Prehospital care is defined as the phase of patient care from the point of injury or illness to the place of definitive treatment. As such, it is imperative that the patient is transported to the right place of care within the right time frame via the right mode of transportation by the right personnel. In this article, the authors explore seven components that are essential in the initial stage of any prehospital care system development—the components of manpower, training, communication, transportation, facilities, access to care and coordinated patient record keeping. The authors then address issues and challenges in these seven components within the Malaysian context. Because of geopolitical and logistic differences from one locality with another, it is not possible for a, ‘one-size-fit-all’ solution to these issues and challenges within Malaysia. Ultimately, any effort to develop the prehospital care system should not be a mere stop gap measure, rather, it should address fundamental root problems in order to ensure sustainability and continuity of effort.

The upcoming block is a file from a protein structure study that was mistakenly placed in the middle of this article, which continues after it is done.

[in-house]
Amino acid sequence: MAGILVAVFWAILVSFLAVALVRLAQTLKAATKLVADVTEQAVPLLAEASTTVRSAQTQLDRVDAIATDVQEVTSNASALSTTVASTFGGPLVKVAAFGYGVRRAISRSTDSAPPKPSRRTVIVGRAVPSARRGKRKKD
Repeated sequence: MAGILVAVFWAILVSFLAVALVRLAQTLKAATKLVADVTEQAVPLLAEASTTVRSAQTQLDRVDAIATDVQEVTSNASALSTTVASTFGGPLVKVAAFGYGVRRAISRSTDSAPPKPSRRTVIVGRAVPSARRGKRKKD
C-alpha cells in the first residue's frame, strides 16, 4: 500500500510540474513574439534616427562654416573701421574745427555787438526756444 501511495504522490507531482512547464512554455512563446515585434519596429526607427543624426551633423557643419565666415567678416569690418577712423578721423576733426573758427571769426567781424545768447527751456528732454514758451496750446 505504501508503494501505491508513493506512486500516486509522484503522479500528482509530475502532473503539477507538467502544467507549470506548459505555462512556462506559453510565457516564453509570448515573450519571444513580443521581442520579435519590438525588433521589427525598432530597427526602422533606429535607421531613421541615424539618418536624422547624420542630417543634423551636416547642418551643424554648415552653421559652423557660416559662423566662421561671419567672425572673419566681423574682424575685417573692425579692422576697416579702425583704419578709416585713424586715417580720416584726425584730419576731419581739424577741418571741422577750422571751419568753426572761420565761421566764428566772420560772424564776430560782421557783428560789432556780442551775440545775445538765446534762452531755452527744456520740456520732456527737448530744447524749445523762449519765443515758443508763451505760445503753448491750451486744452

As part of the prehospital unscheduled and emergency care course at the University of Worcester, the authors were selected to take part in an exchange programme arranged between the University of Worcester, England and Halmstad University in Sweden. The exchange took place in January 2011 and lasted two weeks, during which time the authors were based with the Halland Regional Ambulance Service. Halland is a county on the west coast of Sweden, directly south of Gothenburg. It has an area of approximately 2100 square miles or around the same size as Devon. The total population, however, is just over 299 000 (Statistics Sweden, 2010), making the total population density slightly less than half that of Devon. The county is divided into six regions, each centred on a town of the same name (Statistics Sweden, 2010) and in which the ambulance stations are located. During the programme, the authors were based in the town of Varberg and attended incidents as supernumerary crew members. They were also permitted to treat patients, provided this did not exceed levels of competency, complied with local protocols, and was agreed by the responsible clinician. During the visit, observations were made regarding all aspects of ambulance operations. The majority of practice was found to be very similar to the UK, however, a number of important differences were found and these are analysed and contrasted with UK practice. The authors would like to thank the staff and management of the Halland ambulance service for their hospitality, warm welcome and for their generosity in passing on their knowledge. They would also like to thank the staff of the universities of Worcester and Halmstad, without whom the exchange would not have taken place.